The COLA affects household budgets for about one in five Americans, including Social Security beneficiaries, disabled veterans and federal retirees. That's about 70 million people, enough to send ripples through the economy.

Unlike most private pensions, Social Security has featured inflation protection since 1975. Beneficiaries also gain from compounding since COLAs become part of their underlying benefit, the base for future cost-of-living increases.

Nonetheless many retirees and their advocates say the annual adjustment is too meager and doesn't reflect higher health care costs for older people. Federal budget hawks take the opposite view, arguing that increases should be smaller to reflect consumers' penny-pinching responses when costs go up.

With the COLA, the estimated average monthly Social Security payment for a retired worker will be $1,461 a month next year.

"For more recent retirees, the 2019 COLA will be the largest increase they have gotten to date," said policy analyst Mary Johnson, of the nonpartisan Senior Citizens League.

But retiree Danette Deakin, of Bolivar, Missouri, said she feels as though her cost-of-living adjustment is already earmarked for rising expenses.

Her Medigap insurance for costs not covered by Medicare is going up, and so is her prescription drug plan. She expects her Medicare Part B premium for outpatient care will also up.

"It isn't enough of an increase that it takes care of all of the increases from health care, plus rent - our rent gets increased every year," said Deakin, 70, who worked in the finance department at a boat dealership.

Health care costs eat up about one-third of her income, she estimated.

"I appreciate the COLA adjustment, and in no way am I complaining," Deakin added. "It's just that every single thing you can talk about goes up. It doesn't go down."

By law, the COLA is based on a broad index of consumer prices. Advocates for seniors claim the general index doesn't accurately capture the rising prices they face, especially for health care and housing. They want the government to switch to an index that reflects the spending patterns of older people.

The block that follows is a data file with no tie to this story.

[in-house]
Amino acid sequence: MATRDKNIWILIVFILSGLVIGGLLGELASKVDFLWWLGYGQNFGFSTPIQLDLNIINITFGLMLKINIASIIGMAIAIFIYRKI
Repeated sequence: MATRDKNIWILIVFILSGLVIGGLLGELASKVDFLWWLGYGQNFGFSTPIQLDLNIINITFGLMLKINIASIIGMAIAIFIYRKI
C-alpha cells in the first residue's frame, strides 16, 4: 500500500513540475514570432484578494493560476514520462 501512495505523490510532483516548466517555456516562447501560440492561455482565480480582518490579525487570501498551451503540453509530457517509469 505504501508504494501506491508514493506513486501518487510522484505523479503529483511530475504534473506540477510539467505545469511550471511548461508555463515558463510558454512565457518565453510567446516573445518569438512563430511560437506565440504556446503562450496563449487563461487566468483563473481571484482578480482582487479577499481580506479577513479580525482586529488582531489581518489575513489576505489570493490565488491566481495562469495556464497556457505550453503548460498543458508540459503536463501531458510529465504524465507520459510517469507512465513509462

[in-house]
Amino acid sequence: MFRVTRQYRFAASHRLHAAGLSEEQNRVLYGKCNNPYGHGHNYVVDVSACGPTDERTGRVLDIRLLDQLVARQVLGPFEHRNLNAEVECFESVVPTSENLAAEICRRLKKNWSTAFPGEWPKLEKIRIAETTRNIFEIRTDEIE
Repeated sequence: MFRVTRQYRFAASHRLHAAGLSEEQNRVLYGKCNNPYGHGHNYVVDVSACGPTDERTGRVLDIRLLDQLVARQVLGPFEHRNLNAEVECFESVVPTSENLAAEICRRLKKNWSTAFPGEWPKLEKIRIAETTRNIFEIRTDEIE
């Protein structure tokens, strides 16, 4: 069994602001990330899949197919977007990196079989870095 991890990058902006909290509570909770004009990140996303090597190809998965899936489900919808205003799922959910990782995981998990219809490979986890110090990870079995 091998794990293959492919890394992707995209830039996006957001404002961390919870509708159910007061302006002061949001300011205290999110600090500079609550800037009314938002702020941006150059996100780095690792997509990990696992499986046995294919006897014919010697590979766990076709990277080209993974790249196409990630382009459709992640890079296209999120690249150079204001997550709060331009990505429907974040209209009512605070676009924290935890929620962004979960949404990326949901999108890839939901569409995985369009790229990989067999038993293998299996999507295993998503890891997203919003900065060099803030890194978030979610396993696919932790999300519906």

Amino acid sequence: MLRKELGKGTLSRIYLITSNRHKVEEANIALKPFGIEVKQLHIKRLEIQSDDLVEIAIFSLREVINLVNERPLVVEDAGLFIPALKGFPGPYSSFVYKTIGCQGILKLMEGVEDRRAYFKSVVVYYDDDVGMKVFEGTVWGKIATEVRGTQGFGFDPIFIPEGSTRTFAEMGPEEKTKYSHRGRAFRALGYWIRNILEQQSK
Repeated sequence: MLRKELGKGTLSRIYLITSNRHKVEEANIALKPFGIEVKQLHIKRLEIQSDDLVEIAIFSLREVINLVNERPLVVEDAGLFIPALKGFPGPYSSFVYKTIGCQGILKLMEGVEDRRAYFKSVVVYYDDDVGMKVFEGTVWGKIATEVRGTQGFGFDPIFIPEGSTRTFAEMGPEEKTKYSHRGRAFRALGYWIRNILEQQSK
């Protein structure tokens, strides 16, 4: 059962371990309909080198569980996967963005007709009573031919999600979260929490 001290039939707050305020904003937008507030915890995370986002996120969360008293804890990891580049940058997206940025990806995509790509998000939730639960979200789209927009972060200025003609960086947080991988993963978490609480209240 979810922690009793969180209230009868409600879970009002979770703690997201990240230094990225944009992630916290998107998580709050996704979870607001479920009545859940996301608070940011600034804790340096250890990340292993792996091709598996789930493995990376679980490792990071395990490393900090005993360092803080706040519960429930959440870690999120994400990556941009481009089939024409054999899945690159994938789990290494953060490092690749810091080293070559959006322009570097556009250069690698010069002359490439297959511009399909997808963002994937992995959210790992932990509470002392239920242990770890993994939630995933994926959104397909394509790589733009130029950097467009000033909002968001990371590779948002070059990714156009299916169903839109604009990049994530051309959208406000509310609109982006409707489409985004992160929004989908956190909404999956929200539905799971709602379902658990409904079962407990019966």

"What the COLA should be based on is still a very real issue," said William Arnone, CEO of the National Academy of Social Insurance, a research organization not involved in lobbying. "Older people spend their money in categories that are going up at a higher rate than overall inflation."

The COLA is now based on the Consumer Price Index for Urban Wage Earners and Clerical Workers, or CPI-W, which measures price changes for food, housing, clothing, transportation, energy, medical care, recreation and education.

Advocates for the elderly would prefer the CPI-E, an experimental measure from the government that reflects costs for households headed by a person age 62 or older. It usually outpaces general inflation, though not always.

COLAs can be small or zero, as was the case in several recent years. People often blame the president when that happens. However, the White House can't dictate the COLA, which is calculated by nonpolitical experts.

President Donald Trump has repeatedly vowed not to cut Social Security or Medicare. But the government is running $1 trillion deficits, partly as a result of the Republican tax cut bill Trump signed. Mounting deficits will revive pressure to cut Social Security, advocates for the elderly fear.

"The revenue loss in the tax bill contributes to much higher deficits and debt, and that is where the threats begin to come in," said David Certner, policy director for AARP. "Social Security, and in particular the COLAs, have been the target."

Former President Barack Obama floated - but ultimately dropped - a proposal called chained CPI, which would have slowed annual COLAs to reflect penny-pinching by consumers. Behind it is the idea that when the price of a particular good or service rises, people often respond by buying less or switching to a lower-cost alternative.